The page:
December 1, 2018


Rain and snow have been falling on the Lake Tahoe Basin for the last week, temporarily easing our concerns re fire.

These concerns were discussed fervently at our homeowners’ meeting in September.  After that meeting, we invited the Fire Marshal and other forest management experts to tour the property with us. They helped us prioritize our efforts to protect our property. Maximizing defensible space; tree limbing in areas where trees are close to structures; and, removal of dead trees in that order were the mainstays of their recommendations. This work is in progress. The most graphic example of these efforts at the moment is the creek area on the north end of the property. It has received quite a haircut.  Also, we have doubled the 2019 tree removal budget.

We continue to work on infrastructure.  I am always amazed at how much time, money, and effort go into things that are not evident to the naked eye when we enjoy the property. Entry gate motors, pool equipment, moving and replacing buoys and buoy blocks, cleaning sewer lines, and repaving roads are just a few examples of the constant and relatively invisible maintenance that goes on.  A recent development is that we have been advised that one of our sewer pumps is nearing the end of its functional life and will have to be replaced shortly.  Replacement has been estimated at $150K.

On November 17, your Board spent the better part of the day huddled over a spreadsheet of proposed income and expenditures. The proposed expenditures are estimates from the various committee chairpersons of what they, in consultation with the general manager, believe will be necessary for the year.  These expenses can range from the inconsequential, replacement of basketballs (est. $60), to the significant, replacement of sewer pumps (est.$150k) or insurance for the property (est.$200k).  Each chairperson is asked to explain and justify the expenses no matter the size.  At the end of the exercise, we determined that approximately 2.1 million dollars would be necessary. A $50 increase in dues to $2975 per quarter was approved. This will allow us to continue to replace our aging infrastructure, increase our fire prevention efforts, and contribute to the reserve fund.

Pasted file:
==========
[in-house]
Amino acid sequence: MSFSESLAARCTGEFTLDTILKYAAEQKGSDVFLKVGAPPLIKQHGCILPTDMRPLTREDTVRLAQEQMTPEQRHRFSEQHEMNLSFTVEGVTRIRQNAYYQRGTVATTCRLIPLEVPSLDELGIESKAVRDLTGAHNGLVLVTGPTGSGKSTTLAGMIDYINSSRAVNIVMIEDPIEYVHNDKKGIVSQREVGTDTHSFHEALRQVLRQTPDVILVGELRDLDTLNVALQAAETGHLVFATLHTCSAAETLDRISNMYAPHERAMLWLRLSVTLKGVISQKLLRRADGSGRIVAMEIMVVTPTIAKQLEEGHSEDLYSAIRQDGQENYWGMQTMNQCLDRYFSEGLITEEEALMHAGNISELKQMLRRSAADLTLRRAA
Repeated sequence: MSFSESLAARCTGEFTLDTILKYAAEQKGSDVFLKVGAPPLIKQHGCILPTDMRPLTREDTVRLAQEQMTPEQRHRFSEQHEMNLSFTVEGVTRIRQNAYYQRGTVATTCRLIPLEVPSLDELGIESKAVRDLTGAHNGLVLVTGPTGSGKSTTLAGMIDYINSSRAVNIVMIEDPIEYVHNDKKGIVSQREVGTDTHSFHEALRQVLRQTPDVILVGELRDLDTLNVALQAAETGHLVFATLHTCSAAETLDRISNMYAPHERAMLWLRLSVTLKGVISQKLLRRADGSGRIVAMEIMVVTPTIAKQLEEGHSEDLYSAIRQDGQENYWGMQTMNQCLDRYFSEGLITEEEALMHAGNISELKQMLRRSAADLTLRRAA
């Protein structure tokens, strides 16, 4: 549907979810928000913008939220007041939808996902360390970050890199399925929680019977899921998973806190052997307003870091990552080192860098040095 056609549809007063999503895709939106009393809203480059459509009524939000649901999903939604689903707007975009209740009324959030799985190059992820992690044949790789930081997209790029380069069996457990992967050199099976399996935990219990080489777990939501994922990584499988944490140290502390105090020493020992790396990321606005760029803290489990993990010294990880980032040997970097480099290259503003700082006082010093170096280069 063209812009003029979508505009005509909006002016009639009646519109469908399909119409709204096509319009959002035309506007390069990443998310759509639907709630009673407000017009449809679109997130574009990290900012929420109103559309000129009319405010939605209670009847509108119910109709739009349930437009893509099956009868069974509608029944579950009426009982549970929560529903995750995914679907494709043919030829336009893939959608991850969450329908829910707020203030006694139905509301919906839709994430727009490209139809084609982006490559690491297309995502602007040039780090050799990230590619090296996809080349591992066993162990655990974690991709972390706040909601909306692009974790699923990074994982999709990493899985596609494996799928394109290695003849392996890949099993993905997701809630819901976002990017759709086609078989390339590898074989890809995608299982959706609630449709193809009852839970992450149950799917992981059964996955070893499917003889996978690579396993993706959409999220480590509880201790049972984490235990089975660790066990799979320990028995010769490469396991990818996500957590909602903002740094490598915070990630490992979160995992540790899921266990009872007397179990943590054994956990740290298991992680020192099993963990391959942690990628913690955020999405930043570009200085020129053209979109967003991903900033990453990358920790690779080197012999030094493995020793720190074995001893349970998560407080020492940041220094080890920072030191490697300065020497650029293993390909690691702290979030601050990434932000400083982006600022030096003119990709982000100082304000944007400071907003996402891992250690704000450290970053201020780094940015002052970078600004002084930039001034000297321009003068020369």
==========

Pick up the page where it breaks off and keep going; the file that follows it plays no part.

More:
We are making good progress in establishing an adequate reserve.  We are approximately at the $700K level.  As I have discussed previously with you, we have received recommendations ranging from one to two million dollars for an adequate reserve.

I would like to bring to your attention the fact that our land-line based freeze alarm system provider is going out of business.  This is because homeowners are abandoning landlines in droves. We estimate that 50% of our homeowners do not have landlines.  We are actively looking for an alternative. Until a satisfactory alternative is found there will be a gap in coverage for those of you who do not have landlines.  Please be aware of this.

Also, please be informed that we are actively attempting to streamline our architectural review process. We are endeavoring to make the process more user friendly for homeowners and contractors. There will be changes forthcoming over the next several months in the procedures for obtaining review and approval of the Architectural Review Committee.

The new pickleball and bocce ball courts appear to have been enjoyed by many this past summer.  We are discussing adding a shuffleboard court to the bocce ball courts area as well. Also, the kayak and windsurfer racks were utilized and helped de-clutter our shoreline. More are on the way.

In summary, our present status includes the aforementioned reserve. There are no lawsuits pending.  We continue to work on our aging infrastructure and fire prevention. I believe the property is as beautiful as ever. We are its stewards right now and it is our duty to preserve it going forward.

Happy Holidays,

Charles E. Quaglieri

President, Board of Directors

Chinquapin Homeowners Association